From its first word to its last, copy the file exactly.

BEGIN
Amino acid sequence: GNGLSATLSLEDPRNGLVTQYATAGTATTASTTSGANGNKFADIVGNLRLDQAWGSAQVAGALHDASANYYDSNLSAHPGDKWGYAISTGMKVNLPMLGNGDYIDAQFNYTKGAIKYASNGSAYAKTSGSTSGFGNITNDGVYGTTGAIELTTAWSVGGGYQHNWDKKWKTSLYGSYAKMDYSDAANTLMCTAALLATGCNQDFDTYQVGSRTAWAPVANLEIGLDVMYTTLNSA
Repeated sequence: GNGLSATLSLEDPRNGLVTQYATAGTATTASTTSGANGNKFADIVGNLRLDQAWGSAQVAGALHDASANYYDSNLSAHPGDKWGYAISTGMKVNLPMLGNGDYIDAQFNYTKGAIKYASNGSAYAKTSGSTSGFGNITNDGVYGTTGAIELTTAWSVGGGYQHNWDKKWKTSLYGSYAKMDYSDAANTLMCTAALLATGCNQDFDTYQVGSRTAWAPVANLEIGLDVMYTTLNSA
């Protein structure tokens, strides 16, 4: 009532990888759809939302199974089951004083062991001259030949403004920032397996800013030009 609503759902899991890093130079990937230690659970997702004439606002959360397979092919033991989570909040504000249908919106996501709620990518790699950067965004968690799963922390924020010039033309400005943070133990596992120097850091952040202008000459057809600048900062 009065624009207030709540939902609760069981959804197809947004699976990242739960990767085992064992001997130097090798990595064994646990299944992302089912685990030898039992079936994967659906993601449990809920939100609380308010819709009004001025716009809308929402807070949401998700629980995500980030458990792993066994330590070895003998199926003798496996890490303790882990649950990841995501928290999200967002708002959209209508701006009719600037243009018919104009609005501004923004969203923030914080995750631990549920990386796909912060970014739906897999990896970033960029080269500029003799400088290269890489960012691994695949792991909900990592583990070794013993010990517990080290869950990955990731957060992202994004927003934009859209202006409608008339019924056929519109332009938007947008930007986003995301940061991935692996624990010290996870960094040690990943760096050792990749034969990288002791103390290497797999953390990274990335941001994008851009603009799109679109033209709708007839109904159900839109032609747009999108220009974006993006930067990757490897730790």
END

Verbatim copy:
Amino acid sequence: GNGLSATLSLEDPRNGLVTQYATAGTATTASTTSGANGNKFADIVGNLRLDQAWGSAQVAGALHDASANYYDSNLSAHPGDKWGYAISTGMKVNLPMLGNGDYIDAQFNYTKGAIKYASNGSAYAKTSGSTSGFGNITNDGVYGTTGAIELTTAWSVGGGYQHNWDKKWKTSLYGSYAKMDYSDAANTLMCTAALLATGCNQDFDTYQVGSRTAWAPVANLEIGLDVMYTTLNSA
Repeated sequence: GNGLSATLSLEDPRNGLVTQYATAGTATTASTTSGANGNKFADIVGNLRLDQAWGSAQVAGALHDASANYYDSNLSAHPGDKWGYAISTGMKVNLPMLGNGDYIDAQFNYTKGAIKYASNGSAYAKTSGSTSGFGNITNDGVYGTTGAIELTTAWSVGGGYQHNWDKKWKTSLYGSYAKMDYSDAANTLMCTAALLATGCNQDFDTYQVGSRTAWAPVANLEIGLDVMYTTLNSA
């Protein structure tokens, strides 16, 4: 009532990888759809939302199974089951004083062991001259030949403004920032397996800013030009 609503759902899991890093130079990937230690659970997702004439606002959360397979092919033991989570909040504000249908919106996501709620990518790699950067965004968690799963922390924020010039033309400005943070133990596992120097850091952040202008000459057809600048900062 009065624009207030709540939902609760069981959804197809947004699976990242739960990767085992064992001997130097090798990595064994646990299944992302089912685990030898039992079936994967659906993601449990809920939100609380308010819709009004001025716009809308929402807070949401998700629980995500980030458990792993066994330590070895003998199926003798496996890490303790882990649950990841995501928290999200967002708002959209209508701006009719600037243009018919104009609005501004923004969203923030914080995750631990549920990386796909912060970014739906897999990896970033960029080269500029003799400088290269890489960012691994695949792991909900990592583990070794013993010990517990080290869950990955990731957060992202994004927003934009859209202006409608008339019924056929519109332009938007947008930007986003995301940061991935692996624990010290996870960094040690990943760096050792990749034969990288002791103390290497797999953390990274990335941001994008851009603009799109679109033209709708007839109904159900839109032609747009999108220009974006993006930067990757490897730790």